These are purely all beliefs that have absolutely no scientific basis and are centuries old (many would say outdated). Pangolin scales are only made of keratin—the same substance that makes up human hair and nails. The beliefs that exist in some of these cultures are extremely harmful to these creatures, and sadly are expected to lead to their extinction without drastic change.
The Tikki Hywood Foundation situated in Zimbabwe has an amazing group of Men who protect and rehabilitate rescued Pangolins. They have appropriately coined the term the ‘Pangolin Men’.
The Pangolin Men have also become a worldwide sensation for raising awareness for these creatures through photography and for bonding with these precious animals as “if they are my children”.
“No two pangolin are ever the same and even now with each new arrival I continue to learn about this enigmatic species. Thankfully the pangolin is now finding her voice globally and there are more people around the world today who have heard about the pangolin and the very real threat of extinction that lies ahead, if we do not take action now.”
What can I do to help Pangolins?
In essence, the main change for Pangolin trade will likely be seen at the source of the demand for these animals with a cultural belief shift of focus, however in the meantime it is essential to keep the following in mind:
1) Promote public awareness:
This is deemed the most important way to help change the course of these little creatures’ fate. The African Wildlife Foundation (AWF), along with partner organizations continuously create public awareness campaigns, like the “When the Buying Stops, the Killing Can Too” campaign. Ambassadors behind this campaign include celebrities like Jackie Chan, Yao Ming, and Richard Branson. The purpose is to educate consumers of wildlife products about the damage being done to wildlife populations and the lack of any medicinal or magical properties in pangolin scales.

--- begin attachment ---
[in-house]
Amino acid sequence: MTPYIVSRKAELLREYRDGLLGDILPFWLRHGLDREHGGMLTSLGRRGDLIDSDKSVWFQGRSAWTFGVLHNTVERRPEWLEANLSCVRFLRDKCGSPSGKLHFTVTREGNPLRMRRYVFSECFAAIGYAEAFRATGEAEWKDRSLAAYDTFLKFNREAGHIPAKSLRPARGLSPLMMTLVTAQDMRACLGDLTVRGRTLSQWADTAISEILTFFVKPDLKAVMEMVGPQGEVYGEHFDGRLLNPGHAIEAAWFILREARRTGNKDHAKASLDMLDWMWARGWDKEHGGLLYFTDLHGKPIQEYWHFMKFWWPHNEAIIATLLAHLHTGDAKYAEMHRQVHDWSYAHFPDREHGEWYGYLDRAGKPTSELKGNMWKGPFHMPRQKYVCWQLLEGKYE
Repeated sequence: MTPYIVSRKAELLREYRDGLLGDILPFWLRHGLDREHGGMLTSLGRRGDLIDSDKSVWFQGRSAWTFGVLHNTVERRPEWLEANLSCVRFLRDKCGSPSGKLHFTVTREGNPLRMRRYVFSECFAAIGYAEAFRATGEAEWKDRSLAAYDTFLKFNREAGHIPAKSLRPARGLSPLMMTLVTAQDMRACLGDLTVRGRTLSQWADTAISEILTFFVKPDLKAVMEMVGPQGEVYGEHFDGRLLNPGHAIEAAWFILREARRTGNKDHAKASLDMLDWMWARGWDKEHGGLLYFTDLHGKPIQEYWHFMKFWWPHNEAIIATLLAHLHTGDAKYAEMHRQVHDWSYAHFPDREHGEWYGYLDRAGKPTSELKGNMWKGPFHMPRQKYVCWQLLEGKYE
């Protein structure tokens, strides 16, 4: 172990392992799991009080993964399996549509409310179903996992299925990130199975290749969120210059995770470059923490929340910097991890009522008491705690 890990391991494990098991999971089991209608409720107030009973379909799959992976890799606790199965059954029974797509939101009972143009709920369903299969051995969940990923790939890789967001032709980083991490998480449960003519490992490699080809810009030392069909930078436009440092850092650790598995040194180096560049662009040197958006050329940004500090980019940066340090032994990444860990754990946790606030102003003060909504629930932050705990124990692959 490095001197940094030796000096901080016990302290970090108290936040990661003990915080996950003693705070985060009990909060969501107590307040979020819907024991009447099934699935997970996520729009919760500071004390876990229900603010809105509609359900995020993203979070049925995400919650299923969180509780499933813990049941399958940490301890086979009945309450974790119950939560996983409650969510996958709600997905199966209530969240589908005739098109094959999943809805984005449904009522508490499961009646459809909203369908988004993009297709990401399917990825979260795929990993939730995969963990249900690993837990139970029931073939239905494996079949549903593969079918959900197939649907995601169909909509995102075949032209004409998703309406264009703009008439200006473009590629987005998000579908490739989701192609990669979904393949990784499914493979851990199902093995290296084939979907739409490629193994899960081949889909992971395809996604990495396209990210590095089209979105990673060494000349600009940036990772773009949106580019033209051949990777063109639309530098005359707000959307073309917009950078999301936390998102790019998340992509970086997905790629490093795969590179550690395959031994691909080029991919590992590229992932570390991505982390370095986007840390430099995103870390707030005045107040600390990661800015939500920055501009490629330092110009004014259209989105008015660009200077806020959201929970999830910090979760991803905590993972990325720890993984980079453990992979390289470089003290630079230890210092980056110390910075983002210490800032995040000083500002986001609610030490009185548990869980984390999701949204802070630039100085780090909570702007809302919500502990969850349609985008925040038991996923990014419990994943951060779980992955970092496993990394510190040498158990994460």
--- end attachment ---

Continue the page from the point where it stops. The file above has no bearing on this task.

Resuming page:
2) Deploy detection dogs.
Through the AWF ‘Canines for Conservation’ program, work with wildlife authorities to train and deploy sniffer dog teams to key airports, seaports, and other wildlife trafficking hubs. Dog-and-handler teams have intercepted pangolin scales across the continent on multiple occasions. This can save Pangolins lives however sometimes too late, as the animals don’t always survive long trips packed up by poachers.
3) Engage communities
AWF works with communities living near these vulnerable mammals and other wildlife to provide them with tools and incentives for sustainable agriculture that allow them to move away from hunting threatened wildlife for food. Engagement with cultural re-education is a sensitive process, yet effective way to save the animals. Should there be a cultural shift of focus in the basis of the beliefs of Pangolins being ‘curative’, protecting Pangolins can be made easier.
Summary on Pangolins: The complete Guide
All in all, we explore how important it is to stand up for these little creatures against poaching and illegal wildlife trade. Their role in the ecosystem is essential and their lives deserve to be protected.
Should you be interested in seeing Pangolins in real life or getting involved in helping Protecting pangolins, have a look at the sights below for more info on how to do so. If you are interested in learning more about safaris in general, take a look at our Top 10 Safari Parks in Africa article!
Further reading: great finds!
If you want to visit these wonderful creatures or donate for them, take a look at the below three sanctuaries doing fantastic work for their conservation: